Dozens of Bahraini Shiite employees fired over pro-democracy protests rallied on Wednesday demanding a return to work, a day after authorities said 181 would be reinstated.
Doctors, some contesting sentences of five to 15 years, nurses, teachers, oil and aluminium workers and civil servants gathered outside the labour ministry, an AFP correspondent said.
Many Shiite employees were either dismissed or suspended indefinitely in the wake of a brutal crackdown on a Shiite-led month-long protest in February and March.
According to Bahrain's labour union, 377 civil servants were dismissed, and 171 out of 449 suspended remained so. At the government-owned Alba aluminium company, 405 were suspended.
"They've dismissed the elite of this country," said consultant orthopaedic surgeon Ali Alekri, wearing his doctor's gown and carrying a Bahraini flag.
He faces a 15-year jail sentence and is among a group of 20 medics sentenced to between five and 15 years by a semi-military court before their cases were referred to a civil court for a retrial.
The charges against the medics include occupying the Salmaniya Medical Complex a few kilometres (miles) from Pearl Square, focal point of the anti-government protests.
The charges also include arms possession.
Twenty-eight other medics face misdemeanour charges for joining protests.
Authorities said on Tuesday that the case of dismissed civil servants would be closed with the reinstatement of 181 employees on January 1.
The Bahrain Independent Commission of Inquiry, which last month released a scathing report on government misconduct during the spring crackdown, reported 1,624 complaints from people alleging they had been sacked or suspended over the protests.
The complaints were made by employees in both the public and private sectors.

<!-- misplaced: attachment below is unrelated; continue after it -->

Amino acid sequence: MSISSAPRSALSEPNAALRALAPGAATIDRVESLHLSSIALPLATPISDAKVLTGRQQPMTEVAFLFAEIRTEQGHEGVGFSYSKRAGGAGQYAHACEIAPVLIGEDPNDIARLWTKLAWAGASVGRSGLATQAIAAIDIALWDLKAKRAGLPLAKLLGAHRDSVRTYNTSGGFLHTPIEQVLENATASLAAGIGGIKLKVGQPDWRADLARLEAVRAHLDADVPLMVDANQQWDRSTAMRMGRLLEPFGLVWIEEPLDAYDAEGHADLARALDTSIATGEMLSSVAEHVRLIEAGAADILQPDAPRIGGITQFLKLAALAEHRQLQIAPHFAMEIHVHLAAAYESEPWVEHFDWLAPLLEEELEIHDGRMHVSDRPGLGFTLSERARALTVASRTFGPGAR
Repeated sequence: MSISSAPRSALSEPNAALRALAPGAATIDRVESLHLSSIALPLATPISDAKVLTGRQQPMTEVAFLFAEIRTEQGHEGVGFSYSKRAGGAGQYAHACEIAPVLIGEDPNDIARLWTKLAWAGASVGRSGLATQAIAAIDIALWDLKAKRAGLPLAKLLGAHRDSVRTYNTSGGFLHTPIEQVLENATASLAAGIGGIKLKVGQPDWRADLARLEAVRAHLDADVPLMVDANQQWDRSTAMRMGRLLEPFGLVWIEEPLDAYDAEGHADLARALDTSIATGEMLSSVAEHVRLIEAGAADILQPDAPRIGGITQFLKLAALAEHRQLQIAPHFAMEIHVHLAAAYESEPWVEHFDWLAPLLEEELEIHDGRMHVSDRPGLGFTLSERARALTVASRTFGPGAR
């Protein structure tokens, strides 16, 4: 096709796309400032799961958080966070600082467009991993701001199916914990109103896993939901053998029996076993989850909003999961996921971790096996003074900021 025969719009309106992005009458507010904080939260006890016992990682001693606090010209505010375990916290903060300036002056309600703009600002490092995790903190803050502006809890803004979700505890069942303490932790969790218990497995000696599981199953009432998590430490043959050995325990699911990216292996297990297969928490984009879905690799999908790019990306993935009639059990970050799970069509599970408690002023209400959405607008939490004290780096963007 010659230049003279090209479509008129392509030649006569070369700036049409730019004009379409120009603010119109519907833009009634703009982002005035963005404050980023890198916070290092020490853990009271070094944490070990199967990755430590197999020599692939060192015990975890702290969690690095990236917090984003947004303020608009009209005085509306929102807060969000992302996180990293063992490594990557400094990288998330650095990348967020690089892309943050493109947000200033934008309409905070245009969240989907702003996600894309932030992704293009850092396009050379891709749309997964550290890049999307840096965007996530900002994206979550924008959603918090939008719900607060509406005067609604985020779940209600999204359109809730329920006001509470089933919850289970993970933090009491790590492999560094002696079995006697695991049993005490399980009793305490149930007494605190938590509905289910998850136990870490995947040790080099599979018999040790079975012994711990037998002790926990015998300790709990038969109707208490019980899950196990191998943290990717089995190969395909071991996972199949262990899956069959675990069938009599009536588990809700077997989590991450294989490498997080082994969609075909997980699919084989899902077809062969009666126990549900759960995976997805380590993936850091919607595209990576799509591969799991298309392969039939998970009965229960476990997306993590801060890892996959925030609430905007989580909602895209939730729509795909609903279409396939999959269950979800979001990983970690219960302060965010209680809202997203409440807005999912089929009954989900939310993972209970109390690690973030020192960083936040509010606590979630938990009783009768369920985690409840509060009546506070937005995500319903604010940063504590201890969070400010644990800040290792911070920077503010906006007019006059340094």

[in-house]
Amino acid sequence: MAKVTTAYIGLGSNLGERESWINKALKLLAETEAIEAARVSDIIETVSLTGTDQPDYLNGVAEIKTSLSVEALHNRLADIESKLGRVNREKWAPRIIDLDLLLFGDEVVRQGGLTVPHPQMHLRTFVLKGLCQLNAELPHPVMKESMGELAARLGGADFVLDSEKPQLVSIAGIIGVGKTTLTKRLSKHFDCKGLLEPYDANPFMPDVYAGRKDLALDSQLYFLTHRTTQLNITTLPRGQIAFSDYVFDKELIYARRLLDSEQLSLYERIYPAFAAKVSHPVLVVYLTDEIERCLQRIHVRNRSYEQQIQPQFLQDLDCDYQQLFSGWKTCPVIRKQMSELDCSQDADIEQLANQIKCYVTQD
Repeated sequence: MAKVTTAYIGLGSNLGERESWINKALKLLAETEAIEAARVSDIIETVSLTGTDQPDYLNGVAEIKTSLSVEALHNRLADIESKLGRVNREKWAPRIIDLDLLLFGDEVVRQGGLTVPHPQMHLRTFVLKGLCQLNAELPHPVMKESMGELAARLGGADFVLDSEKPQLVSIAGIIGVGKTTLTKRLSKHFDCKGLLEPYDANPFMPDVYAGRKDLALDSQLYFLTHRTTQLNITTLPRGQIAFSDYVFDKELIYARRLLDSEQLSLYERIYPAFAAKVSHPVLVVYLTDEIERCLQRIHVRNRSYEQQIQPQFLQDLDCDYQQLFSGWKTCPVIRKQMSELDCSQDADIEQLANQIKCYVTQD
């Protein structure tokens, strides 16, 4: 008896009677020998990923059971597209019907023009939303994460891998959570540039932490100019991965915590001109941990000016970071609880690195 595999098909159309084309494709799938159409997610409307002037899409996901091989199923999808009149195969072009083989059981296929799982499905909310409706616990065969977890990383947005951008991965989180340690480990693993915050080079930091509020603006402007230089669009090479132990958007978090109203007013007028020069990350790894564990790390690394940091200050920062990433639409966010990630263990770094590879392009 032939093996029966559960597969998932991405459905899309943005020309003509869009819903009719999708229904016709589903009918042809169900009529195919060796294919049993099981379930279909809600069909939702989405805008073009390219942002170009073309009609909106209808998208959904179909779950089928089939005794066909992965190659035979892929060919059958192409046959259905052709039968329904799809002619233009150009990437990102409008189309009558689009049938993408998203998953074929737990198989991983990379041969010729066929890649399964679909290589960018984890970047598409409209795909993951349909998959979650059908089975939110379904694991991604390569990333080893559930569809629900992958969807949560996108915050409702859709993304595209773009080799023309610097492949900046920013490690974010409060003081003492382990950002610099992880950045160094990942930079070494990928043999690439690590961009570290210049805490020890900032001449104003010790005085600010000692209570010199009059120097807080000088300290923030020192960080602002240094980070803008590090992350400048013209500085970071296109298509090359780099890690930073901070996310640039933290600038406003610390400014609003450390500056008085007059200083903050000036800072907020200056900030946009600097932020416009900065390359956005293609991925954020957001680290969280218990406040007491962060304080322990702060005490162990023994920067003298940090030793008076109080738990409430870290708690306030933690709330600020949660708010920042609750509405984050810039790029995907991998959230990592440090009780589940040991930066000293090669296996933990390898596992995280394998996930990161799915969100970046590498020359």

Signup to our newsletter and follow us on Facebook and Twitter!
A national commission formed by the king to implement the inquiry's recommendations met on Tuesday and said that "critical steps" were being taken to reinstate dismissed employees and university students, and rebuild demolished Shiite places of worship, an official statement said.
It said that all workers not referred to the general prosecutor will return to their jobs.
But those laid off are less optimistic than the commission.
"If there was a serious initiative to reinstate employees I should be among the first to return," said Zainab Attiya, 34, who headed the labour ministry's centre for employment and training before being dismissed after she was detained for 25 days.
She was prosecuted on charges of inciting hatred, but her case was closed.
Roqiya Al-Sayed, a nurse at Salmaniya for five years, was on holiday when she received a dismissal letter for not turning up to work, she said.
"I have no hope. I've asked repeatedly and they keep telling me: go and get a job in the private sector," she said.
Gynaecologist Haitham Rahma said he has never been involved in politics or joined protests, but he was still dismissed.
"I've never been against the government," he said, charging that maybe colleagues who envied him and wanted his post might have "fabricated" evidence against him.
Dismissed Alba workers have heard nothing about returning.
"No promises so far," said Younis al-Mubarak, adding that most knew they had been fired when their electronic access cards no longer worked.
"They want to humiliate the people," said Jamila Al-Watani, who was the legal consultant at the government's environment department.
"Yes, I took part in protests. This is my crime," said Watani.
"We will return one day... It is our right."